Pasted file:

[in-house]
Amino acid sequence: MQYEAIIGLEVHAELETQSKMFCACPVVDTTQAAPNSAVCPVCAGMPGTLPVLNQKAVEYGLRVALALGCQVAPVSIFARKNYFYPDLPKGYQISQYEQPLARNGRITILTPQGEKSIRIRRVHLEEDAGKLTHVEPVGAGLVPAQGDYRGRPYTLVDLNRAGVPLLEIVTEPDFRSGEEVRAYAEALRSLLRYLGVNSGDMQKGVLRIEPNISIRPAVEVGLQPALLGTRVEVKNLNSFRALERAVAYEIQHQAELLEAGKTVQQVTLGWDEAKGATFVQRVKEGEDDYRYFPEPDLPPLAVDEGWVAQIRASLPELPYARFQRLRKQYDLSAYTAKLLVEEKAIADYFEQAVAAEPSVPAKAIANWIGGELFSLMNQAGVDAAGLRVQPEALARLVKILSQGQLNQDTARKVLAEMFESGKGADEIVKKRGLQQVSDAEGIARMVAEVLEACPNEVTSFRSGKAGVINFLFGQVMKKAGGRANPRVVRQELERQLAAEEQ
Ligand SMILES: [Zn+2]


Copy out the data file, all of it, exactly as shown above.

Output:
[in-house]
Amino acid sequence: MQYEAIIGLEVHAELETQSKMFCACPVVDTTQAAPNSAVCPVCAGMPGTLPVLNQKAVEYGLRVALALGCQVAPVSIFARKNYFYPDLPKGYQISQYEQPLARNGRITILTPQGEKSIRIRRVHLEEDAGKLTHVEPVGAGLVPAQGDYRGRPYTLVDLNRAGVPLLEIVTEPDFRSGEEVRAYAEALRSLLRYLGVNSGDMQKGVLRIEPNISIRPAVEVGLQPALLGTRVEVKNLNSFRALERAVAYEIQHQAELLEAGKTVQQVTLGWDEAKGATFVQRVKEGEDDYRYFPEPDLPPLAVDEGWVAQIRASLPELPYARFQRLRKQYDLSAYTAKLLVEEKAIADYFEQAVAAEPSVPAKAIANWIGGELFSLMNQAGVDAAGLRVQPEALARLVKILSQGQLNQDTARKVLAEMFESGKGADEIVKKRGLQQVSDAEGIARMVAEVLEACPNEVTSFRSGKAGVINFLFGQVMKKAGGRANPRVVRQELERQLAAEEQ
Ligand SMILES: [Zn+2]